Tuesday 24 April 2018

Pubs and hotels rank worst for recycling: Repak

Repak considering whether to 'name and shame' non-compliant companies, writes Sarah McCabe

Seamus Clancy, CEO of Repak
Seamus Clancy, CEO of Repak
Sarah McCabe

Sarah McCabe

Vintners and hotels are among the worst offenders when it comes to packaging recycling.

Seamus Clancy, chief executive of recycling programme Repak, said many companies in those sectors are not meeting their legal obligations to recycle packaging.

The European Union Packaging Regulations 2014 impose recycling obligations on most companies who place packaging on the Irish market.

Companies can either pay to be part of a collective recycling scheme - like Repak - or meet their obligations privately.

But some vintners and hotels are doing neither, according to Clancy.

Local authorities are tasked with enforcement.

Across Ireland, Repak estimates that between 2,000 and 3,000 companies are not complying with packaging recycling rules.

The Repak board will this year consider whether or not to "name and shame" companies who it knows are non-compliant.

Repak charges fees to its 2,000 members based on the amount and type of packaging they place on the Irish market. The fees are used to subsidise the collection and recycling of waste packaging around the country. Last year, it collected €25.53m from members.

The organisation says it contributes €65.40 per every tonne collected from household green bins each year and €43.85 per tonne collected from community bring-banks.

Despite non-compliance by some companies, Ireland is now one of the leading recycling countries in the EU.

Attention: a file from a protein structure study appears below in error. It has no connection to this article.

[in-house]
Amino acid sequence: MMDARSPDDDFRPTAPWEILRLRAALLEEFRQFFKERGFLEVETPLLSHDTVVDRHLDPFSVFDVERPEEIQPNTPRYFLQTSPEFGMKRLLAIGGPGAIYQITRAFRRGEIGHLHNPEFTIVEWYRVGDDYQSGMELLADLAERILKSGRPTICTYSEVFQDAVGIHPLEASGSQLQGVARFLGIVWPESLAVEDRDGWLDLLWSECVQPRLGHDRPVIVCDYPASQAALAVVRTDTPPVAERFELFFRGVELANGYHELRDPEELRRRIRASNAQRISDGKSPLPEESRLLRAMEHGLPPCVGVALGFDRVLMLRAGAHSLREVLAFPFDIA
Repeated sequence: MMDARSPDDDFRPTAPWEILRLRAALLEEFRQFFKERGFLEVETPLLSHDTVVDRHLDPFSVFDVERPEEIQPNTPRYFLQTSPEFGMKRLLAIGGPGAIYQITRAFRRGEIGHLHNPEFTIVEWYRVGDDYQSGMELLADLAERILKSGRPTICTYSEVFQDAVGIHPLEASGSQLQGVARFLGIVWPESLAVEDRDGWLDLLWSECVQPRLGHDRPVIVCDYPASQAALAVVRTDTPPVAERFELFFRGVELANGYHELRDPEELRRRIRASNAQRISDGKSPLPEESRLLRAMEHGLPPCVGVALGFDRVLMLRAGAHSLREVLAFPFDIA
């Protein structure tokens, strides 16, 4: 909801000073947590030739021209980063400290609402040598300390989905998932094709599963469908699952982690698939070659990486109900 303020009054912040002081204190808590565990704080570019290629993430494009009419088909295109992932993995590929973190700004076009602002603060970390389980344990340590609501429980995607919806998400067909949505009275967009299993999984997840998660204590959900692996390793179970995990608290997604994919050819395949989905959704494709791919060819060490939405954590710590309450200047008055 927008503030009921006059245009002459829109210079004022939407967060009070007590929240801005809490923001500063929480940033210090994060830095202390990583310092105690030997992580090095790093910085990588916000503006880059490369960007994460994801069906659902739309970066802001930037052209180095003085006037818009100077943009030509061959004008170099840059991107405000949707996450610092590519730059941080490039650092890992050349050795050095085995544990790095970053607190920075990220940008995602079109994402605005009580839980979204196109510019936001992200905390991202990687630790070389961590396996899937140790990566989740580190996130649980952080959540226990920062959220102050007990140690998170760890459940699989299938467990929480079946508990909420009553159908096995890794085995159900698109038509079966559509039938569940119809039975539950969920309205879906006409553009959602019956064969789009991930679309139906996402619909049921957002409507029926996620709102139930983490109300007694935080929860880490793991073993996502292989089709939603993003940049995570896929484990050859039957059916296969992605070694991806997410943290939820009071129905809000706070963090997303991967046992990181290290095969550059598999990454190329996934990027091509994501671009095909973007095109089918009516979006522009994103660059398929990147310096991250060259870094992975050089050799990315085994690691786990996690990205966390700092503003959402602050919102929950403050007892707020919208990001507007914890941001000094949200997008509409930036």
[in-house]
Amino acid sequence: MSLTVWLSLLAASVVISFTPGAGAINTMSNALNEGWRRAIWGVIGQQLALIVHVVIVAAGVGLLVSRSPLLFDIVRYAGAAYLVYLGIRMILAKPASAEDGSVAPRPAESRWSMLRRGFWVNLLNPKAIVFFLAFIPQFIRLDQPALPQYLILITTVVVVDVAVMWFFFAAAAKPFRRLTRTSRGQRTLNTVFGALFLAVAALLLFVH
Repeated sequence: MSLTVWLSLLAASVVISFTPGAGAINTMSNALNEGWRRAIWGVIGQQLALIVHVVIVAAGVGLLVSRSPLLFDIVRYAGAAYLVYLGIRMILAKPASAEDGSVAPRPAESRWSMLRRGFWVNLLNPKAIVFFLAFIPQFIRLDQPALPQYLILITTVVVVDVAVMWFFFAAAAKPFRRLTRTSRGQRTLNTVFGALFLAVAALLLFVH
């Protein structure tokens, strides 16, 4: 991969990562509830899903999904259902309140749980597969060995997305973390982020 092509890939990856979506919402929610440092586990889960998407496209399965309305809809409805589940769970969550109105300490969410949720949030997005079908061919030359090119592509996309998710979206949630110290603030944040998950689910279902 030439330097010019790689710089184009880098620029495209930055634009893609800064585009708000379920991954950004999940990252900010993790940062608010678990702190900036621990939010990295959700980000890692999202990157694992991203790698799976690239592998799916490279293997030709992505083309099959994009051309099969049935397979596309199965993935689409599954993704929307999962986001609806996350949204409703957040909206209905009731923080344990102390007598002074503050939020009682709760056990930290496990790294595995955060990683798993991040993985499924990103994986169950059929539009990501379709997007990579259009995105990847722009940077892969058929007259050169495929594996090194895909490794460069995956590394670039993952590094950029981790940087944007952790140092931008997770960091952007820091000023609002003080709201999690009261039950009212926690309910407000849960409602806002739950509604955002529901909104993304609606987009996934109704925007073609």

The EU is targeting for 75pc of packaging waste to be recycled by 2030, as well as reducing landfill usage to a maximum of 10pc of all waste by 2030. "We are well ahead of EU targets at the moment," said Clancy.

However, this success is impeded by poor recycling practices in homes and businesses. Contamination of materials, which happens when people do not separate materials properly, means it cannot be recycled, he said.

The problem is much more prevalent in urban areas, Clancy said.

Between 30pc and 34pc of the contents of urban green bins are contaminated compared to between 18pc and 20pc in rural areas.

Clancy puts this down to the fact that pay-by-weight bin rules have already been introduced in most rural areas. Dublin, by comparison, has the highest proportion of fixed bin charges.

The nationwide move to pay-by-weight charges, announced by then Minister for the Environment Alan Kelly last year, has proved controversial.

Some claim it will lead to steep increases in the amount paid by households for waste collection. The Government and industry recently agreed a one year freeze on bin charges to help people transition.

Pay-by-weight rules incentivise recycling, Clancy said.

However, their nationwide introduction will probably lead to an increase in the contamination of recycled material in the short term, he added.

"People suddenly see their green bin as free, so try to put everything into it.

"The only way to tackle that is enforcement by the companies that do the collecting and education campaigns for households.

"The policy itself, we think, is correct and balanced."

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